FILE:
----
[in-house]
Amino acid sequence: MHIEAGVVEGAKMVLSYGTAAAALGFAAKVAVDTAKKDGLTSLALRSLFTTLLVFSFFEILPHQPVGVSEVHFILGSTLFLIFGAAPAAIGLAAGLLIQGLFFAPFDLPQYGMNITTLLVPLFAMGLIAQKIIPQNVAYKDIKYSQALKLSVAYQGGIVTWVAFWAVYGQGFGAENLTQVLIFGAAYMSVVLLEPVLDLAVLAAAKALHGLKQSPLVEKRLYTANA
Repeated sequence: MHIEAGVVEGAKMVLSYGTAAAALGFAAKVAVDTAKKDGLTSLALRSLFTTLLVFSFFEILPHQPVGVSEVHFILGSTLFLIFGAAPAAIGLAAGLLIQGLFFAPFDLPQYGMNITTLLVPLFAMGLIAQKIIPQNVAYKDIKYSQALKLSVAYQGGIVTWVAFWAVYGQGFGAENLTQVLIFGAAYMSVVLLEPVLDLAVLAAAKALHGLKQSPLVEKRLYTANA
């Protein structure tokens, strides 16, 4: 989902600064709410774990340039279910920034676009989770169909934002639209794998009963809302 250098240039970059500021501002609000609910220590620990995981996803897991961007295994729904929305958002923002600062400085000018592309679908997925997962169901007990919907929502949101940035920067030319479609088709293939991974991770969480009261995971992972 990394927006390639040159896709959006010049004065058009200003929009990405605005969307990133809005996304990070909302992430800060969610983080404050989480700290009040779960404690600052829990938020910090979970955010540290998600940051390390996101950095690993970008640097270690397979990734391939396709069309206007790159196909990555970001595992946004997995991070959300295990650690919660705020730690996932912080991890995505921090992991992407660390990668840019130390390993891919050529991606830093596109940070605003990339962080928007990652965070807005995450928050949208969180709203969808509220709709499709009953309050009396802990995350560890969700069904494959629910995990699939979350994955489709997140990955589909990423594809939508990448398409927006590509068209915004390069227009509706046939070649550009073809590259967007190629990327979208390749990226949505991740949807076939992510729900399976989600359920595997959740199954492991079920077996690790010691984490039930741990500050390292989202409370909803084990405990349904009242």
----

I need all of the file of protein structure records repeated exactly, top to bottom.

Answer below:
[in-house]
Amino acid sequence: MHIEAGVVEGAKMVLSYGTAAAALGFAAKVAVDTAKKDGLTSLALRSLFTTLLVFSFFEILPHQPVGVSEVHFILGSTLFLIFGAAPAAIGLAAGLLIQGLFFAPFDLPQYGMNITTLLVPLFAMGLIAQKIIPQNVAYKDIKYSQALKLSVAYQGGIVTWVAFWAVYGQGFGAENLTQVLIFGAAYMSVVLLEPVLDLAVLAAAKALHGLKQSPLVEKRLYTANA
Repeated sequence: MHIEAGVVEGAKMVLSYGTAAAALGFAAKVAVDTAKKDGLTSLALRSLFTTLLVFSFFEILPHQPVGVSEVHFILGSTLFLIFGAAPAAIGLAAGLLIQGLFFAPFDLPQYGMNITTLLVPLFAMGLIAQKIIPQNVAYKDIKYSQALKLSVAYQGGIVTWVAFWAVYGQGFGAENLTQVLIFGAAYMSVVLLEPVLDLAVLAAAKALHGLKQSPLVEKRLYTANA
């Protein structure tokens, strides 16, 4: 989902600064709410774990340039279910920034676009989770169909934002639209794998009963809302 250098240039970059500021501002609000609910220590620990995981996803897991961007295994729904929305958002923002600062400085000018592309679908997925997962169901007990919907929502949101940035920067030319479609088709293939991974991770969480009261995971992972 990394927006390639040159896709959006010049004065058009200003929009990405605005969307990133809005996304990070909302992430800060969610983080404050989480700290009040779960404690600052829990938020910090979970955010540290998600940051390390996101950095690993970008640097270690397979990734391939396709069309206007790159196909990555970001595992946004997995991070959300295990650690919660705020730690996932912080991890995505921090992991992407660390990668840019130390390993891919050529991606830093596109940070605003990339962080928007990652965070807005995450928050949208969180709203969808509220709709499709009953309050009396802990995350560890969700069904494959629910995990699939979350994955489709997140990955589909990423594809939508990448398409927006590509068209915004390069227009509706046939070649550009073809590259967007190629990327979208390749990226949505991740949807076939992510729900399976989600359920595997959740199954492991079920077996690790010691984490039930741990500050390292989202409370909803084990405990349904009242």